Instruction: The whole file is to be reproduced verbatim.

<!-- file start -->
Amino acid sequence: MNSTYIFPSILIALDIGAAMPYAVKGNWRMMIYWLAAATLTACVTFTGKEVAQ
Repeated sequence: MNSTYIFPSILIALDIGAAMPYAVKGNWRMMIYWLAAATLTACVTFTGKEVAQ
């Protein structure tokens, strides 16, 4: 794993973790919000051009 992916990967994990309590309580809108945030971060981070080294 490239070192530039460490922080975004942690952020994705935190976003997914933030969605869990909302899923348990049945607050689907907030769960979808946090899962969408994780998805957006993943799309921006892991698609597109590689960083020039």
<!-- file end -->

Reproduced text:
Amino acid sequence: MNSTYIFPSILIALDIGAAMPYAVKGNWRMMIYWLAAATLTACVTFTGKEVAQ
Repeated sequence: MNSTYIFPSILIALDIGAAMPYAVKGNWRMMIYWLAAATLTACVTFTGKEVAQ
């Protein structure tokens, strides 16, 4: 794993973790919000051009 992916990967994990309590309580809108945030971060981070080294 490239070192530039460490922080975004942690952020994705935190976003997914933030969605869990909302899923348990049945607050689907907030769960979808946090899962969408994780998805957006993943799309921006892991698609597109590689960083020039």